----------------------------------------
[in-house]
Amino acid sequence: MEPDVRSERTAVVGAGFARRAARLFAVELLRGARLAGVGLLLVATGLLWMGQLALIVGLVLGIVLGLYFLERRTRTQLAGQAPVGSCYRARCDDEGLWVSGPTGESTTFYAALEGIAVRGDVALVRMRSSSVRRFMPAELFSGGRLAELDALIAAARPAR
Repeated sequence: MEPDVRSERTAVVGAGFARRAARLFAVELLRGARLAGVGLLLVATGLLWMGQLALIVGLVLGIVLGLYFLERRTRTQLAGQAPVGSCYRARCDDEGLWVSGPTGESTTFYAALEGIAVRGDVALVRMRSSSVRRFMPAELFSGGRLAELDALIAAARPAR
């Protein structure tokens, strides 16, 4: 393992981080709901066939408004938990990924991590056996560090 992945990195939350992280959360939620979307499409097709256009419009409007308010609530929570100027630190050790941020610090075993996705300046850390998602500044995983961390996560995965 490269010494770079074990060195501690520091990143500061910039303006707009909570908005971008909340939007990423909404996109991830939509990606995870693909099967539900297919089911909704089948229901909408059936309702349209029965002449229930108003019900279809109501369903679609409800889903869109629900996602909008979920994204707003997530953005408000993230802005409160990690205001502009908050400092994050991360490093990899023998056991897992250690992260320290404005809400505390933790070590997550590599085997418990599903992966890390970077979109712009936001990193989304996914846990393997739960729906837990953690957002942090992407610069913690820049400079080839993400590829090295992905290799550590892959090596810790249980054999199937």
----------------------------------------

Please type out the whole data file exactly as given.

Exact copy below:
[in-house]
Amino acid sequence: MEPDVRSERTAVVGAGFARRAARLFAVELLRGARLAGVGLLLVATGLLWMGQLALIVGLVLGIVLGLYFLERRTRTQLAGQAPVGSCYRARCDDEGLWVSGPTGESTTFYAALEGIAVRGDVALVRMRSSSVRRFMPAELFSGGRLAELDALIAAARPAR
Repeated sequence: MEPDVRSERTAVVGAGFARRAARLFAVELLRGARLAGVGLLLVATGLLWMGQLALIVGLVLGIVLGLYFLERRTRTQLAGQAPVGSCYRARCDDEGLWVSGPTGESTTFYAALEGIAVRGDVALVRMRSSSVRRFMPAELFSGGRLAELDALIAAARPAR
């Protein structure tokens, strides 16, 4: 393992981080709901066939408004938990990924991590056996560090 992945990195939350992280959360939620979307499409097709256009419009409007308010609530929570100027630190050790941020610090075993996705300046850390998602500044995983961390996560995965 490269010494770079074990060195501690520091990143500061910039303006707009909570908005971008909340939007990423909404996109991830939509990606995870693909099967539900297919089911909704089948229901909408059936309702349209029965002449229930108003019900279809109501369903679609409800889903869109629900996602909008979920994204707003997530953005408000993230802005409160990690205001502009908050400092994050991360490093990899023998056991897992250690992260320290404005809400505390933790070590997550590599085997418990599903992966890390970077979109712009936001990193989304996914846990393997739960729906837990953690957002942090992407610069913690820049400079080839993400590829090295992905290799550590892959090596810790249980054999199937």